I finally got my chance
to see the second of Joel Schumacher's "Batman
Lite" movies. Schumacher, after taking control of Warner's big budget
franchise in 1995, pronounced that he would make Batman a less dark character
on-screen. Of course, he was referring to the film noir-ish quality that Tim
Burton had given Bruce Wayne's alter ego in his two attempts to capture the
Batman mystique on film.
& Robin (1997)
Starring: Arnold Schwarzenegger, George
Clooney, and Chris O'Donnell
Schumacher's first attempt, Batman
Forever, featured a wild performance from Jim Carrey as the Riddler and a
new Batman, in the form of Val Kilmer, but
not much else. It was admittedly less dark and more cartoonish than the previous
Batman movies, but it shared its predecessors' lack of a definite Batman character.
Now, with Batman & Robin, Schumacher hoped to correct some wrongs and get
Batman right for the first time.
Well, he didn't do it this time either, but he's made a better movie than
any of the others. That's not saying much, because all of the Batman movies
have been disappointing. This one is too, but it's less so because it doesn't
take anything seriously. That's a good thing about it. Unfortunately, it's
also a bad thing.
The action gets off to a quick start, which rectifies a complaint with most
of the other Bat-movies, as Mr. Freeze (Arnold Schwarzenegger) attempts to
steal a large diamond from a museum. Batman, now played by George Clooney,
and Robin (Chris O'Donnell) try to stop him. Freeze needs diamonds to power
his refrigerated suit as well as to fuel his research into a blood disease
that has put his wife into a coma. Freeze has frozen her body until he can
come up with a cure to bring her back.
In a completely unnecessary subplot, Dr. Pamela Eisley (Uma Thurman) is worried
that humans are destroying the Earth. She works on a way to create plants that
will fight back against the onslaught of humanity. However, she finds that
her boss (John Glover) is using her research to create a race of super soldiers.
After Eisley witnesses the creation of one such super soldier, named Bane,
she is murdered and somehow becomes empowered with plant-like qualities which
bring her back to life. She takes on the identity of Poison Ivy and seeks revenge
on humanity and, of course, Batman. Inevitably, she seeks out Mr. Freeze as
well and the two villains unite to combat Batman and Robin.
Throw in another subplot involving Alfred's niece, Barbara (Alicia Silverstone),
who shows up at Wayne Manor to take care of Alfred. Of course, she becomes
Batgirl and teams up with Batman and Robin.
As usual, the plot is unnecessarily weighed down by trying to get two villains
enough screen time to make it worth the actor's while. As a result, Batman's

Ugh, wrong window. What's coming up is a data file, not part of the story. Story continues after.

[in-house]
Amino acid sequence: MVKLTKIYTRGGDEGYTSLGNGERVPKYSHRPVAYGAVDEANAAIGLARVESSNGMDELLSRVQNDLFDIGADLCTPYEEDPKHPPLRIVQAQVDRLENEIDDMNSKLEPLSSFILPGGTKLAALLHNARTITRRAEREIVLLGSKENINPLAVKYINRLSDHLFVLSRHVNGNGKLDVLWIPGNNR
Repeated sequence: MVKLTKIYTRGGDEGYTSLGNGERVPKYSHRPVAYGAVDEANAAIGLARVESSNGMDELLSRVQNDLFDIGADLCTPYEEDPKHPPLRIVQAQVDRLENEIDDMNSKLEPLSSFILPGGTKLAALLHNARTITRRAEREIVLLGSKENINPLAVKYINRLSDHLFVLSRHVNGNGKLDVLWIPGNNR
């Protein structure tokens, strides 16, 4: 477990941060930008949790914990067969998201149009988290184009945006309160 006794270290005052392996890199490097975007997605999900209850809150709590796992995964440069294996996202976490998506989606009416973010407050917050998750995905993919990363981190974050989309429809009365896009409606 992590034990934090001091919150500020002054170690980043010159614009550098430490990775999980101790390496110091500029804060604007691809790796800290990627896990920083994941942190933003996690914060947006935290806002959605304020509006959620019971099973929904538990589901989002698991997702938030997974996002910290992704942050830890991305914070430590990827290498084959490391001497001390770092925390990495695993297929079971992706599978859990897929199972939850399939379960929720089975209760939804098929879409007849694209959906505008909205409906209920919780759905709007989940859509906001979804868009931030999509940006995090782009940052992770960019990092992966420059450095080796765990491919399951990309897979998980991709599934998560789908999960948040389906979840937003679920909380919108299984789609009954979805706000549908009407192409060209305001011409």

screen time is cut short and, again, a Batman movie suffers from a shortage
of Batman. However, when Batman is onscreen there is more action in this movie
than the other three put together. It's not great action -- as the action sequences
are horribly put together -- but it's better than we've been getting.
Schwarzenegger plays himself, basically, uttering one-liners while wearing
a 70-pound refrigerated suit. Mr. Freeze is an interesting character with a
definite source of vengeance. Poison Ivy is less-than-interesting as a villain
but with Uma Thurman in the role, she's not unpleasant to watch. Undoubtedly,
the film would have benefitted a great deal had it not had to mess around with
her in the first place.
Clooney makes a great looking Batman. Someone said that it's gotten to the
point where anyone can play Batman and it wouldn't make any difference. I'm
starting to agree with that line of thought. Clooney, however, makes a lousy
Bruce Wayne. Michael Keaton's Wayne was, by far, the best. Chris O'Donnell
is servicable as Robin/Dick Grayson but Alicia Silverstone is pretty funky
as Batgirl/Barbara Wilson. She seemed to get off being Batgirl, which was an
interesting concept: someone having fun in their alter-ego mode. I'd like to
see more of that if they continue this series.
To dyed-in-the-wool Bat-fans, this movie will no doubt be seen as blasphemy.
Batman and his fellow characters have returned to a style of banter that would
seem much more at home in the 1960's TV show than the movies of Tim Burton
or the graphic novels of Frank Miller. The sets are gaudy and flashy and the
mood of the film isn't exactly dark. It's more, well, fruity.
Something intangible, however, made it more fun than the other Batman films.
For that, I give it a 1/2 star higher rating. But, I will say that if the quality
of this series doesn't take a giant leap forward with the next installment,
it's time to put the Bat out to pasture.
Mr. Freeze suit weighed in at 70 pounds and required him to wear painful
contact lenses to acheive the "iced over" look in his eyes. (Source: The
Internet Movie Database)